System/
Component
Design

Body
Position

Eyes on
Path/
Walking

Eyes On
Surroundings

Lifting Technique

Over
exertion

Posture

Work
Surface

Tool
Selection

Pinch
Points

3. Tools & Equipment: Attempts to evaluate the design and other features of Tools & Equipment
used with respect to Safety and has the following 4-Categories:

20
3.1

3.2

3.3

3.4

Equipment
Design

Uses Tool
Unsafely

Uses
Unsafe
Tool

Driving
Vehicles/
Equip.

4. Work Hazards: Evaluates the design and other safety features of working and has the following 6Categories:
4.1

4.2

4.3

4.4

4.5

4.6

Inherent safety

Equipment
Tolerances

Operating
Parameters

Alarms

Trips and
Inter locks

Bypasses Safety
Device

5. Environment: Looks in to the surrounding work environment for safety and has 6-Categories as under:
5.1
Environmental
Hazards

5.2
House
keeping

5.3
Storage

5.4
Waste
Disposal

5.5
Lighting

5.6
Barricades
/Warning
Signs

6. Radiological: Evaluates the conformance to BARC Standards in handling Radioactive sources and is
covered under 4-Categories as under:
6.1

6.2

6.3

6.4

Type of Nuclear
Source used

User wears Radiation


monitoring device?

Storage conforms
to BARC Rules?

Expired item returned


to BARC?

7. Interpersonal Relations: Evaluates the Team work spirit and interpersonal relations between colleagues,
subordinates and superiors and is covered under the following 7-Categories:
7.1
IR with Colleagues

7.2
IR with
Subordinates

7.3
IR with Superiors

7.4
Good
Listener

7.5
Positive
Attitude

7.6
Commitment
to work

7.7
Diverts
Attention

Example:
In the PPE Study, there are 8-BBS-Factors. If the Total Score of an Employee is say-23, we get % Score for
the Employee as under:

23x100
%Score of Employee = ---------------x57.5
5x8
Computing Results:
Following types of Results are displayed by the BBS-Software:
1. Specific Results:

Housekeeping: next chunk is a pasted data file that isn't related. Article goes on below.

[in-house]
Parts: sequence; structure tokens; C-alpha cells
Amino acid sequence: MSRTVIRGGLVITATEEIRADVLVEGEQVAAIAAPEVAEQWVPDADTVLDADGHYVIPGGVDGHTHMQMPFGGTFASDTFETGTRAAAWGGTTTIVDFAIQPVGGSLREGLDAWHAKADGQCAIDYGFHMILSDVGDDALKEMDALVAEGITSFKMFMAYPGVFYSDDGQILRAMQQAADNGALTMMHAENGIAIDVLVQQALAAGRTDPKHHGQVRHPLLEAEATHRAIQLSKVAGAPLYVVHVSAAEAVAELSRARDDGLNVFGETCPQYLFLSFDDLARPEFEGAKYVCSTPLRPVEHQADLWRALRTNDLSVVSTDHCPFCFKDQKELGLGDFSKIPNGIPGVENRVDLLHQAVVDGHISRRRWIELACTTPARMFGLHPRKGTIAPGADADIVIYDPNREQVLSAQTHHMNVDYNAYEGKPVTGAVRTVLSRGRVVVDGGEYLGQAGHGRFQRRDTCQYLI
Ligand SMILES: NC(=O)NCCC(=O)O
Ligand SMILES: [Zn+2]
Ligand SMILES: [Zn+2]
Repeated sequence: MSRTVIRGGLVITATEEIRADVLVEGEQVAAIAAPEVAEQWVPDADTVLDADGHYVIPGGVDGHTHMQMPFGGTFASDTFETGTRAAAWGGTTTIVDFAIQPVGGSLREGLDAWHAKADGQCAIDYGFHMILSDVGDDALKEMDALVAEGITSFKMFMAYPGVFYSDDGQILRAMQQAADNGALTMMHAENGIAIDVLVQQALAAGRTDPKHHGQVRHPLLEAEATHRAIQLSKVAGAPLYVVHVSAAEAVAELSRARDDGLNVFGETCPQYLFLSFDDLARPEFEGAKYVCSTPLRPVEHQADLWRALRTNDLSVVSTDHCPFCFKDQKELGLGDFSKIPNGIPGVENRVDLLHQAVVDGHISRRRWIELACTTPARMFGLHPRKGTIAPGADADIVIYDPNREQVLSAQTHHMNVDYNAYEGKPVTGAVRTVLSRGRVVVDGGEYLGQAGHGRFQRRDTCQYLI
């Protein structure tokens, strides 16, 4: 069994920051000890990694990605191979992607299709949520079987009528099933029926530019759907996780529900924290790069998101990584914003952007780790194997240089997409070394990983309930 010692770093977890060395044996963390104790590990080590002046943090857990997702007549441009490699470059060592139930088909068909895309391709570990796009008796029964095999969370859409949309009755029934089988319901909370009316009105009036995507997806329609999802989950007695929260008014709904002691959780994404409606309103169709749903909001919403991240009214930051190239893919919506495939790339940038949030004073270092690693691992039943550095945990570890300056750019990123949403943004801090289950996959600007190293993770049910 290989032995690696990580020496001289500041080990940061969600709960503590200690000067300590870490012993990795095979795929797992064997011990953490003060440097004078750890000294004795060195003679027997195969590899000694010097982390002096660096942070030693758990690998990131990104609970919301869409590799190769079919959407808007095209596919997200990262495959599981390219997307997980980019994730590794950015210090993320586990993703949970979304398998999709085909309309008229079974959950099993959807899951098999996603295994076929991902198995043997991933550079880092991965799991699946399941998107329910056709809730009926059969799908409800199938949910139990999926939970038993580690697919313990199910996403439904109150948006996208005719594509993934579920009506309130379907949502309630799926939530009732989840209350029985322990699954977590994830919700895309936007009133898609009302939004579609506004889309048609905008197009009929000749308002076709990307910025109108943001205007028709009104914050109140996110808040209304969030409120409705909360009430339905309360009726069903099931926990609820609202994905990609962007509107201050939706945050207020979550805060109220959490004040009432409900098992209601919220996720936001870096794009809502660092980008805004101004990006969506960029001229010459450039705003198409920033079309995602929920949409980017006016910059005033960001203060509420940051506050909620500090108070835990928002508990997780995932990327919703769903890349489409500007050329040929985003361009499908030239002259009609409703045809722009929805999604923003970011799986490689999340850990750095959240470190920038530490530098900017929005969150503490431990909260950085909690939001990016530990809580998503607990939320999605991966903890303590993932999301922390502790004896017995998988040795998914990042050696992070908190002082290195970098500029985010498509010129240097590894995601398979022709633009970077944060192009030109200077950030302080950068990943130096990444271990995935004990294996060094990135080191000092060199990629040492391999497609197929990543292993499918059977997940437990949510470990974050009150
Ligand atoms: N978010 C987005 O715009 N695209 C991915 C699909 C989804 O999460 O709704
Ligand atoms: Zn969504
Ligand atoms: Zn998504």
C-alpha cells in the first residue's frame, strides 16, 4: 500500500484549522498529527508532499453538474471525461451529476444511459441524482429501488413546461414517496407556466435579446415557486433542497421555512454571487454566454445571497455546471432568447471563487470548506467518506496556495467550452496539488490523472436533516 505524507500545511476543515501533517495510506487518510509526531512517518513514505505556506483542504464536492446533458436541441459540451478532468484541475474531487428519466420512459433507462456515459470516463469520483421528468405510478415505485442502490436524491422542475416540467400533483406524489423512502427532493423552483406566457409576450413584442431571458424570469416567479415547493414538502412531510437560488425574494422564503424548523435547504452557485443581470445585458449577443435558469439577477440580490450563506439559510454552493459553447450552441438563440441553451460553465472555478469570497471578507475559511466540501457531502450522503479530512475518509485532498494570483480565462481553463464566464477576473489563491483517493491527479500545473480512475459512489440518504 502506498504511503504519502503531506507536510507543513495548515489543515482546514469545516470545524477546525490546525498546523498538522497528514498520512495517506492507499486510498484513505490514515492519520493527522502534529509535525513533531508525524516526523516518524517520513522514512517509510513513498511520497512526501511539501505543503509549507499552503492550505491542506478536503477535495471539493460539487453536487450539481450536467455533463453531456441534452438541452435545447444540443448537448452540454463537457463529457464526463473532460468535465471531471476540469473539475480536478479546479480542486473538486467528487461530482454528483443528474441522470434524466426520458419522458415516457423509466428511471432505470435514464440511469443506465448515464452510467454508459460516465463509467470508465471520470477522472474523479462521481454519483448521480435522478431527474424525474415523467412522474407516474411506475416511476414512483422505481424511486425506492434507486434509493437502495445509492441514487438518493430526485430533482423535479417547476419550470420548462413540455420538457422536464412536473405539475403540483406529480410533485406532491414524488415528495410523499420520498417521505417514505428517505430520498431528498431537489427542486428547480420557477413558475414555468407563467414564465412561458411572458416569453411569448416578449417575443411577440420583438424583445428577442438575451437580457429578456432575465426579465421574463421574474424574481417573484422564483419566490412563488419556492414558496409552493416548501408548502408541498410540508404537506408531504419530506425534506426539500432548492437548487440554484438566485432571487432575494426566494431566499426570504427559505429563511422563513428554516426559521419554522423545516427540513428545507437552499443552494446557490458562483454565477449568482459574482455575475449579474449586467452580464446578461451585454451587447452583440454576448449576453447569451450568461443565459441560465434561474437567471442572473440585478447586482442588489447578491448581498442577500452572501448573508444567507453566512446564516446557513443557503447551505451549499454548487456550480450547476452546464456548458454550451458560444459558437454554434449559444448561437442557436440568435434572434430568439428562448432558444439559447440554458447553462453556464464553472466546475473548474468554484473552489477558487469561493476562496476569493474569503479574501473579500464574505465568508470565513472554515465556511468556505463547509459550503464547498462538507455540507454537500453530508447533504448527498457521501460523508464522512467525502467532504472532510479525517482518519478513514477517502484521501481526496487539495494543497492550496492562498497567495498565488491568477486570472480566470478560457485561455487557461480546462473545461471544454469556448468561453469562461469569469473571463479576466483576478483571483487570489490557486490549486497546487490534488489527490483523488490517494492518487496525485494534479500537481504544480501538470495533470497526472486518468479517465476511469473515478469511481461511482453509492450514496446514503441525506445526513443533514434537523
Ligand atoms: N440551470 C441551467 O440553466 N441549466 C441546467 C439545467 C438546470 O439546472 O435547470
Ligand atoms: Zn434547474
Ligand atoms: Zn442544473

Refer to specific to each of the 7-BBS-Factor groups: Here the BBS-Levels are displayed under the following
5-Levels for each of the

21
7-BBS Factor Groups for each Person studies up to a max. of 100 Employees along with Acceptability criteria.
This Specific Results report is the Primary BBS-Evaluation control Result and should be used to control
Individual BBS in respect of each Factor of BBS among all the 7-Groups comprising of 54-Factors in all:

i. High BBS Level


ii. Medium High BBS-Level.
iii. Medium BBS. Level
iv. Low BBS Level
v. Poor BBS Level
2. Overall Results:
Refer to Scores under each of the 7-BBS-Categories namely-1. PPE, 2. Ergonomics, 3. Tools & Equip, 4.
Work Hazards,
5. Environment, 6. Radiological and 7. Interpersonal giving tabular and Graphic results. In addition, the
results are
displayed Employees wise under the following % Score wise overall Results both in Tabular and Graphic
forms:
i. Best Score with 5- meaning 100% Score
ii. Better Score with 4- Meaning 80% Score
iii. Good Score with 3-Meaning 60% Score
iv. Fair Score with 2-Meaning 40% Score
v. Poor Score with 1-Meaning 20% Score
Recommendations:
Provide overall assessment of BBS-Evaluation showing each Employee's BBS-Performance and
recommended action
in conjunction with Specific and Overall Results

22
Typical BBS-Evaluation Results:

23

24

Overall BBS-Scores:

Employee
Name

Ramesh
Ashok
Sunil
Vedant

ID. No.
Best
(Score-5)
100%
23
9
43
10
25
10
11
4

Better
(Score-4)
80%

Good
(Score-3)
60%

Fair
(Score-2)
40%

Poor
(Score-1)
20%

Not.
Applicable
(0)

Total
Behaviour
Items

%
Best
of
Total

%
Better
of
Total

%
Good
of
Total

%
Fair
of
Total

%
Poor
of
Total

%
Good
and
above

15

11

45

20.00

33.33

24.44

13.33

6.67

77.78

14

16

45

22.22

31.11

35.56

11.11

0.00

88.89

17

10

45

22.22

37.78

22.22

13.33

2.22

82.22

13

23

45

8.89

28.89

51.11

8.89

2.22

88.89

Employee
Name

Ramesh
Ashok
Sunil
Vedant

Overall BBS
Ranking
Medium BBS
Medium High BBS
Medium High BBS
Medium High BBS

25

Recommendations:
HAMS-GPS BBS Evaluation Software
Reference:
Date and time:
Department:
Section:
Shift:
Activity:
Company or Contract:
Category:

Employee Name
Ramesh
Ashok
Sunil
Vedant

Test BBS Evaluation

ID.
No.

% Best Score

BBS Rank

23
43
25
11

77.78
88.89
82.22
88.89

Medium BBS
Medium High BBS
Medium High BBS
Medium High BBS

Overall Recommendations. See also under Specific


Results for BBS-Factor wise scores and
Recommendations.
Significant BBS Improvements required
Good BBS, Try further improvements
Good BBS, Try further improvements
Good BBS, Try further improvements

26

BBS-Factor wise Scores and Recommendations:

Acceptability
Criteria:
Sr. No. Max. 100

Employee
Name

ID. No.

1. PPE

Ramesh

23

Poor BBS

Ashok

43

Low BBS

Sunil

25

Poor BBS

Vedant

11

Low BBS

Minimum acceptable is Medium High BBS. Anything below needs improvement


Group wise Factor Rankings
6.
3. Tools &
4. Work
5. Environment
2. Ergonomics
Radiological
Equip
Hazards
Very Poor
Medium
Medium High
Medium High
Very Poor BBS
BBS
High BBS
BBS
BBS
Very Poor
Medium
Very Poor BBS
BBS
High BBS
Medium BBS
Medium BBS
Very Poor
Medium
Medium High
Poor BBS
BBS
High BBS
BBS
Medium BBS
Very Poor
Medium High
Very Poor BBS
BBS
Medium BBS
Medium BBS
BBS

7. Interpersonal
High BBS
High BBS
High BBS
Medium High
BBS